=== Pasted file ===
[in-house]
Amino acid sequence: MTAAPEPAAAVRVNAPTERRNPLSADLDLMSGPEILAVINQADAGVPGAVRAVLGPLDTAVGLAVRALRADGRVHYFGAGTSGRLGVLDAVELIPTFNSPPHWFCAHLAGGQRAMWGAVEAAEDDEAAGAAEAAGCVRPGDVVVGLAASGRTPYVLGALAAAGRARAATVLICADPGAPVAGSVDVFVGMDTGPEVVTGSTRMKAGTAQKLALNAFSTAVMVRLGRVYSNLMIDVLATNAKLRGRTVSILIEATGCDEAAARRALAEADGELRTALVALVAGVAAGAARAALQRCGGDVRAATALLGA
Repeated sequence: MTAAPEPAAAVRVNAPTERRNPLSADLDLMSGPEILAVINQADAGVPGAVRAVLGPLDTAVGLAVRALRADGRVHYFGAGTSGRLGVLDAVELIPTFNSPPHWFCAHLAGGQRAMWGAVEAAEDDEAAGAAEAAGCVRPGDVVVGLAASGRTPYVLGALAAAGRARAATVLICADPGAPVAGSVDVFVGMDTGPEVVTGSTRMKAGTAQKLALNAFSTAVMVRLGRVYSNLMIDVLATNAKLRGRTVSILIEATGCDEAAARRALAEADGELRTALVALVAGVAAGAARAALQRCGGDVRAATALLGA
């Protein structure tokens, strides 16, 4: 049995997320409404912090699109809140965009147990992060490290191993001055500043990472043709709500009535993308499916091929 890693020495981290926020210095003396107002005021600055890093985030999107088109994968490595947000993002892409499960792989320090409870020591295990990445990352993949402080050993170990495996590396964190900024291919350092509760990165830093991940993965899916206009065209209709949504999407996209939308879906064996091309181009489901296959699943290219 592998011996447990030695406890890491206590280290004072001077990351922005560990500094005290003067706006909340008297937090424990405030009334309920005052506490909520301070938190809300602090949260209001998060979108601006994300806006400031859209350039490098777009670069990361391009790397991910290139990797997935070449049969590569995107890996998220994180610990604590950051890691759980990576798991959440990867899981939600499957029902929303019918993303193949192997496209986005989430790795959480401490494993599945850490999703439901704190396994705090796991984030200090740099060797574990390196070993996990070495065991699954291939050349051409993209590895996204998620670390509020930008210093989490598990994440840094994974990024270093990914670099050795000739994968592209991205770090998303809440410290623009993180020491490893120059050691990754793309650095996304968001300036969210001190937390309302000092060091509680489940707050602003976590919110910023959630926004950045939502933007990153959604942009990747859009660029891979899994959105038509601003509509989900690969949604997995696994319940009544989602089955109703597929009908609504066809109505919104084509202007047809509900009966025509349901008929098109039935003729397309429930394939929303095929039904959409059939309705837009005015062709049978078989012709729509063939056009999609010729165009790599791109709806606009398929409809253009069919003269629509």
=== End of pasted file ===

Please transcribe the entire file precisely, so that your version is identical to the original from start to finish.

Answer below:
[in-house]
Amino acid sequence: MTAAPEPAAAVRVNAPTERRNPLSADLDLMSGPEILAVINQADAGVPGAVRAVLGPLDTAVGLAVRALRADGRVHYFGAGTSGRLGVLDAVELIPTFNSPPHWFCAHLAGGQRAMWGAVEAAEDDEAAGAAEAAGCVRPGDVVVGLAASGRTPYVLGALAAAGRARAATVLICADPGAPVAGSVDVFVGMDTGPEVVTGSTRMKAGTAQKLALNAFSTAVMVRLGRVYSNLMIDVLATNAKLRGRTVSILIEATGCDEAAARRALAEADGELRTALVALVAGVAAGAARAALQRCGGDVRAATALLGA
Repeated sequence: MTAAPEPAAAVRVNAPTERRNPLSADLDLMSGPEILAVINQADAGVPGAVRAVLGPLDTAVGLAVRALRADGRVHYFGAGTSGRLGVLDAVELIPTFNSPPHWFCAHLAGGQRAMWGAVEAAEDDEAAGAAEAAGCVRPGDVVVGLAASGRTPYVLGALAAAGRARAATVLICADPGAPVAGSVDVFVGMDTGPEVVTGSTRMKAGTAQKLALNAFSTAVMVRLGRVYSNLMIDVLATNAKLRGRTVSILIEATGCDEAAARRALAEADGELRTALVALVAGVAAGAARAALQRCGGDVRAATALLGA
């Protein structure tokens, strides 16, 4: 049995997320409404912090699109809140965009147990992060490290191993001055500043990472043709709500009535993308499916091929 890693020495981290926020210095003396107002005021600055890093985030999107088109994968490595947000993002892409499960792989320090409870020591295990990445990352993949402080050993170990495996590396964190900024291919350092509760990165830093991940993965899916206009065209209709949504999407996209939308879906064996091309181009489901296959699943290219 592998011996447990030695406890890491206590280290004072001077990351922005560990500094005290003067706006909340008297937090424990405030009334309920005052506490909520301070938190809300602090949260209001998060979108601006994300806006400031859209350039490098777009670069990361391009790397991910290139990797997935070449049969590569995107890996998220994180610990604590950051890691759980990576798991959440990867899981939600499957029902929303019918993303193949192997496209986005989430790795959480401490494993599945850490999703439901704190396994705090796991984030200090740099060797574990390196070993996990070495065991699954291939050349051409993209590895996204998620670390509020930008210093989490598990994440840094994974990024270093990914670099050795000739994968592209991205770090998303809440410290623009993180020491490893120059050691990754793309650095996304968001300036969210001190937390309302000092060091509680489940707050602003976590919110910023959630926004950045939502933007990153959604942009990747859009660029891979899994959105038509601003509509989900690969949604997995696994319940009544989602089955109703597929009908609504066809109505919104084509202007047809509900009966025509349901008929098109039935003729397309429930394939929303095929039904959409059939309705837009005015062709049978078989012709729509063939056009999609010729165009790599791109709806606009398929409809253009069919003269629509």